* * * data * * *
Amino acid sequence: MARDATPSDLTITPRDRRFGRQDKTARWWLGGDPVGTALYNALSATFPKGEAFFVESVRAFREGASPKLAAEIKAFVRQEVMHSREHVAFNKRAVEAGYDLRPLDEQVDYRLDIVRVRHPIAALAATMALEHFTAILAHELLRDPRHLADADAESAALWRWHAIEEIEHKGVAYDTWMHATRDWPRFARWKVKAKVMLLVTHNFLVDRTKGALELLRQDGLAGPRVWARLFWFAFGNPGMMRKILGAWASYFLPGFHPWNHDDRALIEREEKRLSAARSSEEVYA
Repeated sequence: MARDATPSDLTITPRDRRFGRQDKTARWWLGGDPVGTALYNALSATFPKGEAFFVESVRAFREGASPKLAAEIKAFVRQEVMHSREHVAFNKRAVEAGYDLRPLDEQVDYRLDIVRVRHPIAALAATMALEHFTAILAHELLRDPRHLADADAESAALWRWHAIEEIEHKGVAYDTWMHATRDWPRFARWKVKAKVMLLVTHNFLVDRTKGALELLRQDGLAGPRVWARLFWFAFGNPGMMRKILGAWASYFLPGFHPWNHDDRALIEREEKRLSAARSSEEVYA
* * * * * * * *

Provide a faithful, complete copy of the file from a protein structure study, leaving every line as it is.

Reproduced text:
Amino acid sequence: MARDATPSDLTITPRDRRFGRQDKTARWWLGGDPVGTALYNALSATFPKGEAFFVESVRAFREGASPKLAAEIKAFVRQEVMHSREHVAFNKRAVEAGYDLRPLDEQVDYRLDIVRVRHPIAALAATMALEHFTAILAHELLRDPRHLADADAESAALWRWHAIEEIEHKGVAYDTWMHATRDWPRFARWKVKAKVMLLVTHNFLVDRTKGALELLRQDGLAGPRVWARLFWFAFGNPGMMRKILGAWASYFLPGFHPWNHDDRALIEREEKRLSAARSSEEVYA
Repeated sequence: MARDATPSDLTITPRDRRFGRQDKTARWWLGGDPVGTALYNALSATFPKGEAFFVESVRAFREGASPKLAAEIKAFVRQEVMHSREHVAFNKRAVEAGYDLRPLDEQVDYRLDIVRVRHPIAALAATMALEHFTAILAHELLRDPRHLADADAESAALWRWHAIEEIEHKGVAYDTWMHATRDWPRFARWKVKAKVMLLVTHNFLVDRTKGALELLRQDGLAGPRVWARLFWFAFGNPGMMRKILGAWASYFLPGFHPWNHDDRALIEREEKRLSAARSSEEVYA